HIV prevalence in US capital is at epidemic levelBMJ 2009; 338 doi: http://dx.doi.org/10.1136/bmj.b1205 (Published 23 March 2009) Cite this as: BMJ 2009;338:b1205
The prevalence of HIV infection in Washington, DC, is at least 3% among people aged over 12 years, as high as that in several African countries, a report by the District of Columbia’s health department says.
But prevalence is rising because of earlier detection and better treatment, so that people are living longer. The rate of new infections is falling.
A rate of 1% or more is classified as an epidemic by the World Health Organization and the US Centers for Disease Control and Prevention.
The true prevalence may actually be higher, the report from the Washington Health Department says, because studies indicate that a third to a half of those infected do not know they are infected.
Shannon Hader, head of Washington’s HIV and AIDS administration, who worked in Africa for the Centers for Disease Control and Prevention, told the Washington Post: “Our rates are higher than West Africa. They’re on a par with Uganda and some parts of Kenya” (www.washingtonpost.com, 15 Mar, “HIV/AIDS rate in DC hits 3%”).
The most severely affected group is men, especially black men, 6.5% of whom are infected. In terms of age, Washington residents in the 40-59 year age groups are disproportionately affected, the report says, with 7.2% of 40-49 year olds and 5.2% of 50-59 year olds infected.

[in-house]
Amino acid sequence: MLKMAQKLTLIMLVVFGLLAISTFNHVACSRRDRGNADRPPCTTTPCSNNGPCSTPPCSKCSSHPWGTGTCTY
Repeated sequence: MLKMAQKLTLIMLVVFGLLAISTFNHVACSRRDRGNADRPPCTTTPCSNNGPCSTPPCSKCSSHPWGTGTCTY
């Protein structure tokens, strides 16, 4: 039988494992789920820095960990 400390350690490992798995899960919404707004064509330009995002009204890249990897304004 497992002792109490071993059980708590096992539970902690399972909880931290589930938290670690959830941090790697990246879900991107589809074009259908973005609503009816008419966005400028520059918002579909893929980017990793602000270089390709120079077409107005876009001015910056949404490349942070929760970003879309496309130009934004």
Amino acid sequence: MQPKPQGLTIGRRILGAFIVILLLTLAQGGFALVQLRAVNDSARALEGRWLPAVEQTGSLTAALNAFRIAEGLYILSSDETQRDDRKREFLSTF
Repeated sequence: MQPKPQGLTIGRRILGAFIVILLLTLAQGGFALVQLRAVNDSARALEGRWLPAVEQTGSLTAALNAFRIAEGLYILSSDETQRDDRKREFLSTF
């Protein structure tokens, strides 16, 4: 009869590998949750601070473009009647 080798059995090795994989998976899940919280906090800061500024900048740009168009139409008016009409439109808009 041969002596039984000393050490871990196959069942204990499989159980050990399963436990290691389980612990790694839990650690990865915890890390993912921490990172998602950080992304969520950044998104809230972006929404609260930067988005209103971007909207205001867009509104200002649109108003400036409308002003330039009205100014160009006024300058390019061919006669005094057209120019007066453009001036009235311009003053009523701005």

Prevalence is 4.3% among black residents, 1.9% among Hispanic people, and 1.4% among white people.
The number of people infected with HIV has risen by 22% since 2006, the report says.
Nearly 72% of the cases are in men. Among men the most common mode of transmission was sex with another man (37%), followed by heterosexual contact (28%), and injecting drugs (18%). Among women the most common mode of transmission was heterosexual contact, accounting for 56% of cases, though this figure ranged from 42% in “other” ethnic groups (mixed race, Asians, Alaska natives, American Indians, Pacific Islanders, and unknown) to 51% in white women, 58% in black women, and 70% in Hispanic women.
The report says that, among people with AIDS, male to male sexual transmission was the most common mode of infection but that among people with a new diagnosis of HIV infection the most common mode of transmission was heterosexual contact, followed by male to male sexual contact.
The good news, the report says, is that “the number of newly diagnosed cases in Washington has declined since 2003, reaching its lowest point [since then] in 2007 with a rate of 127.9 cases per 100 000 population.” However, thanks to earlier detection and better drug treatment, the number of people continuing to live with AIDS rose from just under 1400 per 100 000 in 2003 to 1724 per 100 000 in 2007.
Progress has been made to stop the spread of HIV, the report says. In 2006 Washington became the first city in the country to implement routine testing for HIV.
The number of infants in the city born with HIV infection fell from 10 in 2005 to only one in 2006 and one in 2007. In 2007 the health department began working with labour and delivery centres to implement routine HIV testing.
Testing for HIV has increased among young people, as has access to antiretroviral drugs, a needle exchange programme, and free condoms.
Cite this as: BMJ 2009;338:b1205
District of Columbia HIV/AIDS Epidemiology Update 2008 is at http://doh.dc.gov/doh/frames.asp?doc=/doh/lib/doh/pdf/dc_hiv-aids_2008_updatereport.pdf.